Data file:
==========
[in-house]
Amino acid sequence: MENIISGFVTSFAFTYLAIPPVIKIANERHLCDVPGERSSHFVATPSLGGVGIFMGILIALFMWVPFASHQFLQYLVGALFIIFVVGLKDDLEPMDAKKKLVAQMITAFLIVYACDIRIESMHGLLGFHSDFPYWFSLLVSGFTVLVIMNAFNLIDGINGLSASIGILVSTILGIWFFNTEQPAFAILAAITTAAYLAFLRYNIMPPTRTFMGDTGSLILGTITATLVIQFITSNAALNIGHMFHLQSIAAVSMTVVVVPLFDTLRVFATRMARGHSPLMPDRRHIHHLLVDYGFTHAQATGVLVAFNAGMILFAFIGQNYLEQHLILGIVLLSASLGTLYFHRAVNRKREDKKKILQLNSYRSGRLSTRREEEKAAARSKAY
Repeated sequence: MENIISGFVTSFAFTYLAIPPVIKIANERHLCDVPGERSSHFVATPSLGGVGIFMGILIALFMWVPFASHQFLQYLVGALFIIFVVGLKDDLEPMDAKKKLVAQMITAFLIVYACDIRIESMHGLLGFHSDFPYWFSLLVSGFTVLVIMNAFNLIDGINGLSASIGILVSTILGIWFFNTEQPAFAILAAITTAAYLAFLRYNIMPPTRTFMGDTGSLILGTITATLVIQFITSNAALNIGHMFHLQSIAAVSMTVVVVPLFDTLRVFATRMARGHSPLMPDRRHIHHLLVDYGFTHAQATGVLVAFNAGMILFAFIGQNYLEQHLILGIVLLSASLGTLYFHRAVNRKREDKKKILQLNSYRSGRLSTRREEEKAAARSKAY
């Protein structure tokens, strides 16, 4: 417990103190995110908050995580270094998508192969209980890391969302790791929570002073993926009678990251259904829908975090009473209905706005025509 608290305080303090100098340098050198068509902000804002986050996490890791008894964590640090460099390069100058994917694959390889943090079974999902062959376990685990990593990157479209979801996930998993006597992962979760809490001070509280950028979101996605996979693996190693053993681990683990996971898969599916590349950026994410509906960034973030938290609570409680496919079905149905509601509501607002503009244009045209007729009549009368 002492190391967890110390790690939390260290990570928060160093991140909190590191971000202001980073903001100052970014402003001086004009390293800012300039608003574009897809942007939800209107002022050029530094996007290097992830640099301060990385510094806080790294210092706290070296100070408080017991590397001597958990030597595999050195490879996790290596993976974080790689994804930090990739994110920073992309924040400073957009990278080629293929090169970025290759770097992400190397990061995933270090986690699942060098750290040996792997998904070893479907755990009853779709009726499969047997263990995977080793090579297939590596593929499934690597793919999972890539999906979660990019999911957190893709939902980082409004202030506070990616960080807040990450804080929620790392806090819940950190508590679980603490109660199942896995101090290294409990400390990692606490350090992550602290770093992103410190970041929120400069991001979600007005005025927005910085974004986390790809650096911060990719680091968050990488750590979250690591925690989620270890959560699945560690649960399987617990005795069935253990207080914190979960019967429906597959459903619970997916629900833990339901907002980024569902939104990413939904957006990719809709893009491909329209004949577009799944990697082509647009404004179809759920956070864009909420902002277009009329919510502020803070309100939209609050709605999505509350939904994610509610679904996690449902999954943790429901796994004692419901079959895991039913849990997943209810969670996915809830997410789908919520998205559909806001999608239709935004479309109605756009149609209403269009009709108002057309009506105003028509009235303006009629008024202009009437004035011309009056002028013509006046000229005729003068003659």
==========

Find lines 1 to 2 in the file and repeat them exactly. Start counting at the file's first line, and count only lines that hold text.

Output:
[in-house]
Amino acid sequence: MENIISGFVTSFAFTYLAIPPVIKIANERHLCDVPGERSSHFVATPSLGGVGIFMGILIALFMWVPFASHQFLQYLVGALFIIFVVGLKDDLEPMDAKKKLVAQMITAFLIVYACDIRIESMHGLLGFHSDFPYWFSLLVSGFTVLVIMNAFNLIDGINGLSASIGILVSTILGIWFFNTEQPAFAILAAITTAAYLAFLRYNIMPPTRTFMGDTGSLILGTITATLVIQFITSNAALNIGHMFHLQSIAAVSMTVVVVPLFDTLRVFATRMARGHSPLMPDRRHIHHLLVDYGFTHAQATGVLVAFNAGMILFAFIGQNYLEQHLILGIVLLSASLGTLYFHRAVNRKREDKKKILQLNSYRSGRLSTRREEEKAAARSKAY